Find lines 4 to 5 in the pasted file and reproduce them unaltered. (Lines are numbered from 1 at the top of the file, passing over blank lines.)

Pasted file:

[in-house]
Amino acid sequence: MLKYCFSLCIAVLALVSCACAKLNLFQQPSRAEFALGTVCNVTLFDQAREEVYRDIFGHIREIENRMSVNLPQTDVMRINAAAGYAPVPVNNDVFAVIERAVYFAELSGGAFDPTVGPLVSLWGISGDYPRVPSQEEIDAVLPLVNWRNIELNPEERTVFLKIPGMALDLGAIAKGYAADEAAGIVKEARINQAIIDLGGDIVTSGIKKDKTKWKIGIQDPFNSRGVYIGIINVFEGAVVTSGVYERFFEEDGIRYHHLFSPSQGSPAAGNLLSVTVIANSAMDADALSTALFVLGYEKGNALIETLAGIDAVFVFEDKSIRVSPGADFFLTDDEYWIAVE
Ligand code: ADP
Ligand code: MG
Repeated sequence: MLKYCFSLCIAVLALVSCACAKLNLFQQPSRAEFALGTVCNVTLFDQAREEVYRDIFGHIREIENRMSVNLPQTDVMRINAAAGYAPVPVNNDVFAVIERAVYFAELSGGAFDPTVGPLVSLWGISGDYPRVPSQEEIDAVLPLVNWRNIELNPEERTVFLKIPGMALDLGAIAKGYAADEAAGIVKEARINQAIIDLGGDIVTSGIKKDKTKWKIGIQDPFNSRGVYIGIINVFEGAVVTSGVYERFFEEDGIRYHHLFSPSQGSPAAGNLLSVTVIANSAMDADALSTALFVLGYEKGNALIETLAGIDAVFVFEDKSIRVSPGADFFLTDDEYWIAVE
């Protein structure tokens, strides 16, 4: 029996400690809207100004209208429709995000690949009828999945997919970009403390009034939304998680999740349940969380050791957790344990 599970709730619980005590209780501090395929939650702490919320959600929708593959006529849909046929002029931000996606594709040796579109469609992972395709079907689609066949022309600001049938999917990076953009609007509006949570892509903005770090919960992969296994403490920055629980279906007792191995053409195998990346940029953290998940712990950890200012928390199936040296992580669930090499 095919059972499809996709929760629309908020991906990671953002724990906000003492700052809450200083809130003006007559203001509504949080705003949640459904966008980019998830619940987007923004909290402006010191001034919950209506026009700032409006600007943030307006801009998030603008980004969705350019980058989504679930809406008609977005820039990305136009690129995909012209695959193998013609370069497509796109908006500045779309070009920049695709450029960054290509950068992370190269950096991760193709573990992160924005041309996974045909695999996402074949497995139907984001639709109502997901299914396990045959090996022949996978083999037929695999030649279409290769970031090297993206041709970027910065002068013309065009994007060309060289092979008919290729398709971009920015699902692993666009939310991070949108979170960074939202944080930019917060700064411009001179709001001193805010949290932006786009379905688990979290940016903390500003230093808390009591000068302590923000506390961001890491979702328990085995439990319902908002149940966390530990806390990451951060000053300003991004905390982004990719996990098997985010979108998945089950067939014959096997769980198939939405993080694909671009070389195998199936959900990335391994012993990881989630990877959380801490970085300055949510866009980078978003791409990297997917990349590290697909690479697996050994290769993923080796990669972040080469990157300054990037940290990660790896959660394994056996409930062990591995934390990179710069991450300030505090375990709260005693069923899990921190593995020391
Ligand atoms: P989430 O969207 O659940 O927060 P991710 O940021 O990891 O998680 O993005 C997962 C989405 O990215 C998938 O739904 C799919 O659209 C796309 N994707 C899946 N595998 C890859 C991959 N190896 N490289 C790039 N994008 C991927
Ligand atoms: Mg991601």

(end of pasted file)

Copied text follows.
Ligand code: MG
Repeated sequence: MLKYCFSLCIAVLALVSCACAKLNLFQQPSRAEFALGTVCNVTLFDQAREEVYRDIFGHIREIENRMSVNLPQTDVMRINAAAGYAPVPVNNDVFAVIERAVYFAELSGGAFDPTVGPLVSLWGISGDYPRVPSQEEIDAVLPLVNWRNIELNPEERTVFLKIPGMALDLGAIAKGYAADEAAGIVKEARINQAIIDLGGDIVTSGIKKDKTKWKIGIQDPFNSRGVYIGIINVFEGAVVTSGVYERFFEEDGIRYHHLFSPSQGSPAAGNLLSVTVIANSAMDADALSTALFVLGYEKGNALIETLAGIDAVFVFEDKSIRVSPGADFFLTDDEYWIAVE